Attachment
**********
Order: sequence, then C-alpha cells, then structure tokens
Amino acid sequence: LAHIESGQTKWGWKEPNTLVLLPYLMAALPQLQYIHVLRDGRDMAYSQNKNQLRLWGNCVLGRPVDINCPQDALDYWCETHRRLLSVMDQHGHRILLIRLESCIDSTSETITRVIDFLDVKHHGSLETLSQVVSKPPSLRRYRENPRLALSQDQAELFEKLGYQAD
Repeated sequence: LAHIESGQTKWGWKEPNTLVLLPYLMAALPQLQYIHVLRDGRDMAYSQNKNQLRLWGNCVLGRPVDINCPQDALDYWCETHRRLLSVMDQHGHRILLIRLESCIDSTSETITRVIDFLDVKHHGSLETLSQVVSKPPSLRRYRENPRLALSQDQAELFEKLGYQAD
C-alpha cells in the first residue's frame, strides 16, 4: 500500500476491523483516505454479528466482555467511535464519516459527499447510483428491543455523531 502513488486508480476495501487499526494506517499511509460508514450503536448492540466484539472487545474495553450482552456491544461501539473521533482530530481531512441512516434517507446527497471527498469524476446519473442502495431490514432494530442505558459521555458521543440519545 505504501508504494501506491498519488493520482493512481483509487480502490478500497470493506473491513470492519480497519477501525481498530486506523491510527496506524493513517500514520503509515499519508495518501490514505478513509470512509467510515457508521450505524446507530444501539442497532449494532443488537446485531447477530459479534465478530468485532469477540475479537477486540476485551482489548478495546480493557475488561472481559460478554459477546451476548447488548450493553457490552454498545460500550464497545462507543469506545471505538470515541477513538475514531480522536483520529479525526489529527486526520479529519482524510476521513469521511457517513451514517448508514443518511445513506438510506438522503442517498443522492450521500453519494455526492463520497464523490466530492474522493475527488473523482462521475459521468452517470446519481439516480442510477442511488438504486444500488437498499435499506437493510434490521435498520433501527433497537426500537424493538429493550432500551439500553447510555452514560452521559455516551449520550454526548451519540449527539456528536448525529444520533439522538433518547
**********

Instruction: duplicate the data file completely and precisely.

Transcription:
Order: sequence, then C-alpha cells, then structure tokens
Amino acid sequence: LAHIESGQTKWGWKEPNTLVLLPYLMAALPQLQYIHVLRDGRDMAYSQNKNQLRLWGNCVLGRPVDINCPQDALDYWCETHRRLLSVMDQHGHRILLIRLESCIDSTSETITRVIDFLDVKHHGSLETLSQVVSKPPSLRRYRENPRLALSQDQAELFEKLGYQAD
Repeated sequence: LAHIESGQTKWGWKEPNTLVLLPYLMAALPQLQYIHVLRDGRDMAYSQNKNQLRLWGNCVLGRPVDINCPQDALDYWCETHRRLLSVMDQHGHRILLIRLESCIDSTSETITRVIDFLDVKHHGSLETLSQVVSKPPSLRRYRENPRLALSQDQAELFEKLGYQAD
C-alpha cells in the first residue's frame, strides 16, 4: 500500500476491523483516505454479528466482555467511535464519516459527499447510483428491543455523531 502513488486508480476495501487499526494506517499511509460508514450503536448492540466484539472487545474495553450482552456491544461501539473521533482530530481531512441512516434517507446527497471527498469524476446519473442502495431490514432494530442505558459521555458521543440519545 505504501508504494501506491498519488493520482493512481483509487480502490478500497470493506473491513470492519480497519477501525481498530486506523491510527496506524493513517500514520503509515499519508495518501490514505478513509470512509467510515457508521450505524446507530444501539442497532449494532443488537446485531447477530459479534465478530468485532469477540475479537477486540476485551482489548478495546480493557475488561472481559460478554459477546451476548447488548450493553457490552454498545460500550464497545462507543469506545471505538470515541477513538475514531480522536483520529479525526489529527486526520479529519482524510476521513469521511457517513451514517448508514443518511445513506438510506438522503442517498443522492450521500453519494455526492463520497464523490466530492474522493475527488473523482462521475459521468452517470446519481439516480442510477442511488438504486444500488437498499435499506437493510434490521435498520433501527433497537426500537424493538429493550432500551439500553447510555452514560452521559455516551449520550454526548451519540449527539456528536448525529444520533439522538433518547